A recent letter in the Coastal Post complained about articles the writer deemed to be anti-Semitic. There is no question that anti-Semitism is a painful and unfortunate reality in our world. Semites, of which Palestinians are members, are not the only ones to have faced extermination at the hands of a totalitarian government in the past. There have been far too many examples: The Hutus and the Tutis, the Serbs and Bosnians, the Kurds by Saddam and the Turks, the Palestinians by the Israelis. What is particularly horrifying is for one group of people who have faced this horror themselves to perpetuate mass destruction against another.
That's why it was so inspiring to see Palestinians recently given back a small portion of their homeland by Israel. It was a lovely moment-the cheering crowds, the proud police coming to take their rightful place on their own soil, the country of Palestine. While Arafat claims he will declare Palestine a free nation in May of 1999, on a certain level, it'll be redundant. Palestine already exists. It's up to the rest of the world to realize it, especially the present Israeli government. The majority of Israelis have already accepted Palestine's right to a homeland.
It's also inspiring to see the power of the right wing of the Israeli government eroding in favor of those who want peace and the ultimate security that comes from a Good Neighbor Policy. Seventy to 80% of Israeli citizens support the Wye, Oslo and Madrid agreements. That means only a small minority is holding up the peaceful coming together of the Semitic family.
This desire for peaceful co-existence is despite the fact that the vast majority of Israelis are Orthodox. Reform, Conservative and other factions have been suppressed by the contentious Conversion issue. While there has been some hopeful movement recently with the opening of the Institute for Jewish Studies to teach and incorporate all ideologies, groups not strictly Orthodox are still the "ni...rs" of their world.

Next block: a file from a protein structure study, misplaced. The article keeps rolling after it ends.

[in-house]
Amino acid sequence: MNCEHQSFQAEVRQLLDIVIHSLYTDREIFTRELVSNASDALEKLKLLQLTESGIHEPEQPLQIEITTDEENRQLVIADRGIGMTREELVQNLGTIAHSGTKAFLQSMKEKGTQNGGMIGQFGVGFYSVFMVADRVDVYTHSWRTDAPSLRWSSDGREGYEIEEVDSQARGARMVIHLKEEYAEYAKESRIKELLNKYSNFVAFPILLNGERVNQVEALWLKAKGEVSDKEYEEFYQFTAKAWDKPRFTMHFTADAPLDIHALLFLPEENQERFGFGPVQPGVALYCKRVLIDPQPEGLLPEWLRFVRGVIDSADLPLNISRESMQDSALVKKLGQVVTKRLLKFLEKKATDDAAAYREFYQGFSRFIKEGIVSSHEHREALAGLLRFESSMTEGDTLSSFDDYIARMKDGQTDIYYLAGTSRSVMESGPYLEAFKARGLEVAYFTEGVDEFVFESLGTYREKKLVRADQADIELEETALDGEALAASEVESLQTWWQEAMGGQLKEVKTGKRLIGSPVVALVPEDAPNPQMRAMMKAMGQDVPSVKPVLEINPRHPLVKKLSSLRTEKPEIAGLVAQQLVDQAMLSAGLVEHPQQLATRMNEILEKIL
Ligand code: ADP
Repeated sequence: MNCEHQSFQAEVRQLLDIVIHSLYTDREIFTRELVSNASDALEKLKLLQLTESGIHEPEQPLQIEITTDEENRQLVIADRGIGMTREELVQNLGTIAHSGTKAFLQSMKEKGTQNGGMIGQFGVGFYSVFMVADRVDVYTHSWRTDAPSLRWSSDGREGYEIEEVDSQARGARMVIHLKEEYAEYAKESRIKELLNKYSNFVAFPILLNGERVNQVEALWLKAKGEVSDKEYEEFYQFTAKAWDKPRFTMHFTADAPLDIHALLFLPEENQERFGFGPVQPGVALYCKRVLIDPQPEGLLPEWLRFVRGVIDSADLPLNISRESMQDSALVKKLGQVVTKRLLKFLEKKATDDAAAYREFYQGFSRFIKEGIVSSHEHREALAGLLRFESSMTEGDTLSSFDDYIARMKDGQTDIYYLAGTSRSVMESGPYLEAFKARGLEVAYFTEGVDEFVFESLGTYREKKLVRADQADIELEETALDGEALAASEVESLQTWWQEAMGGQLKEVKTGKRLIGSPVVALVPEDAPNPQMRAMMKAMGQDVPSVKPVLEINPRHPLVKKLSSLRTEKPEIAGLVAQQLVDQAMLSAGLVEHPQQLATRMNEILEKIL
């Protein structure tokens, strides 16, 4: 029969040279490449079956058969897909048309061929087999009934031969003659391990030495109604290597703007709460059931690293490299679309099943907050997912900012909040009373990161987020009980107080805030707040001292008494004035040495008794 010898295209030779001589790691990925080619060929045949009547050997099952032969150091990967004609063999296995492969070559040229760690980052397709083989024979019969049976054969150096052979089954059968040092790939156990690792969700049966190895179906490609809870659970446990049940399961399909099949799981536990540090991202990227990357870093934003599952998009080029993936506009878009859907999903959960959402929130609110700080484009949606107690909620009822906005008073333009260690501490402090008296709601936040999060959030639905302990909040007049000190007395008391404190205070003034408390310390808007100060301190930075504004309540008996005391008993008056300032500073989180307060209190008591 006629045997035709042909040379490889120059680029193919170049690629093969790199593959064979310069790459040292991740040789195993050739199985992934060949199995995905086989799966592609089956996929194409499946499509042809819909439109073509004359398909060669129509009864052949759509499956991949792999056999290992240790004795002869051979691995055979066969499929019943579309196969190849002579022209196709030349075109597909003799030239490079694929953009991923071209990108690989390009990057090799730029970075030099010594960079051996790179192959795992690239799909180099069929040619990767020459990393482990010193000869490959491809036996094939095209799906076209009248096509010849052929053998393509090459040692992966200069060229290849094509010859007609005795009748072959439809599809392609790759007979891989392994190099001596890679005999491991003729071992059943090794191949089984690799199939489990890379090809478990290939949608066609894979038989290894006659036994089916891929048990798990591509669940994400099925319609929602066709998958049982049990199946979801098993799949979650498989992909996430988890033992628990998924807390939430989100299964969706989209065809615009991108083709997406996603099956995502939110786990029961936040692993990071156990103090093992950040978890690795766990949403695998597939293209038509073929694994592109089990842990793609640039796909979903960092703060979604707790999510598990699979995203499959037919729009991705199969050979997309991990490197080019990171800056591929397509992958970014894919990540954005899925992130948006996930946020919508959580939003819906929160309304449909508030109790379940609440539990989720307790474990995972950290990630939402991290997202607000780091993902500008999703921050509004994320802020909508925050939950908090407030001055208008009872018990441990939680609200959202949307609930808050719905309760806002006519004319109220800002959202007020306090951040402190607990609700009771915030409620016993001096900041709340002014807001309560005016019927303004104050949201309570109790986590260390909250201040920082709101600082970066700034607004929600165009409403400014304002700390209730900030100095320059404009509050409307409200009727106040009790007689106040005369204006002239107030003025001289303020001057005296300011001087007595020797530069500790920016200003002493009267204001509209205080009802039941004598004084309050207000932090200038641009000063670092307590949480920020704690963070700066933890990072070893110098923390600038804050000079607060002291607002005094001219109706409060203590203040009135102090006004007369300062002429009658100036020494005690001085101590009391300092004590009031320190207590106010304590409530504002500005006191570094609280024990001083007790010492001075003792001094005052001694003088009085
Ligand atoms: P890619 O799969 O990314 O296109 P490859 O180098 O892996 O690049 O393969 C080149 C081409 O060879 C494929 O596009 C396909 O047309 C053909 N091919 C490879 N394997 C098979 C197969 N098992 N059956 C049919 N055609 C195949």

For the peace-loving, consensus building, majority of Jews the world over, the resignation of Newt Gingrich was well received. Gingrich and Benjamin Netanyahu were very close, and according to the reputable Jewish Bulletin, "frequently coordinated strategy to blunt Clinton administration pressure on the peace process."
The new Speaker of the House, Bob Livingston, is not such an easy mark. He's been characterized by a Republican Jewish activist as not "in Netanyahu's shoulder holster." According to columnist Douglas M. Bloomfield, Livingston lacks two things Gingrich had: a sympathetic staff and close ties to the national Jewish community. Actually, that should read the right-wing Orthodoxy. Gingrich was in the pocket of the powerful and very conservative American Israel Public Affairs Committee (AIPAC). Gingrich's Chief of Staff, Arne Christensen, was at one time a legislative director of AIPAC. None of these people cared much about other Jewish opinions.
However, the good news is that with the November 3rd election, the American Democrats, the Palestinian Authority, the Israeli Labor Party, the Reform and Conservative movements will have a greater chance to make their consensus building a reality.